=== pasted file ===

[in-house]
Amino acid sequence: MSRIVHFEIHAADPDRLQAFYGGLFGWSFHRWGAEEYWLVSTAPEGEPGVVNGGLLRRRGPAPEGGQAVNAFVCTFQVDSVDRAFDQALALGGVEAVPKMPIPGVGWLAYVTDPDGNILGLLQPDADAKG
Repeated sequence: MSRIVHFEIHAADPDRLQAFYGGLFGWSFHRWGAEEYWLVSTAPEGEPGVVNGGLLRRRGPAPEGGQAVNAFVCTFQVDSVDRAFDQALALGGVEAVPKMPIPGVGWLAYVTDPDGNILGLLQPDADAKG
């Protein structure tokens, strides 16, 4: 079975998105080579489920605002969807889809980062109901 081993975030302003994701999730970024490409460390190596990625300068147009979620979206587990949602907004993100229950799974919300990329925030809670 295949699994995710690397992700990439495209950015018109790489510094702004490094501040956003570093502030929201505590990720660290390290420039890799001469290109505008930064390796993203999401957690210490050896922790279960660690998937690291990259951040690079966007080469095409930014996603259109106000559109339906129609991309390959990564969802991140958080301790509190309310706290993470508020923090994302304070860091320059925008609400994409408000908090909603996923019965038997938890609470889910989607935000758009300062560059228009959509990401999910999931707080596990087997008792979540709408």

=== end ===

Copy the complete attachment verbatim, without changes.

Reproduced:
[in-house]
Amino acid sequence: MSRIVHFEIHAADPDRLQAFYGGLFGWSFHRWGAEEYWLVSTAPEGEPGVVNGGLLRRRGPAPEGGQAVNAFVCTFQVDSVDRAFDQALALGGVEAVPKMPIPGVGWLAYVTDPDGNILGLLQPDADAKG
Repeated sequence: MSRIVHFEIHAADPDRLQAFYGGLFGWSFHRWGAEEYWLVSTAPEGEPGVVNGGLLRRRGPAPEGGQAVNAFVCTFQVDSVDRAFDQALALGGVEAVPKMPIPGVGWLAYVTDPDGNILGLLQPDADAKG
């Protein structure tokens, strides 16, 4: 079975998105080579489920605002969807889809980062109901 081993975030302003994701999730970024490409460390190596990625300068147009979620979206587990949602907004993100229950799974919300990329925030809670 295949699994995710690397992700990439495209950015018109790489510094702004490094501040956003570093502030929201505590990720660290390290420039890799001469290109505008930064390796993203999401957690210490050896922790279960660690998937690291990259951040690079966007080469095409930014996603259109106000559109339906129609991309390959990564969802991140958080301790509190309310706290993470508020923090994302304070860091320059925008609400994409408000908090909603996923019965038997938890609470889910989607935000758009300062560059228009959509990401999910999931707080596990087997008792979540709408």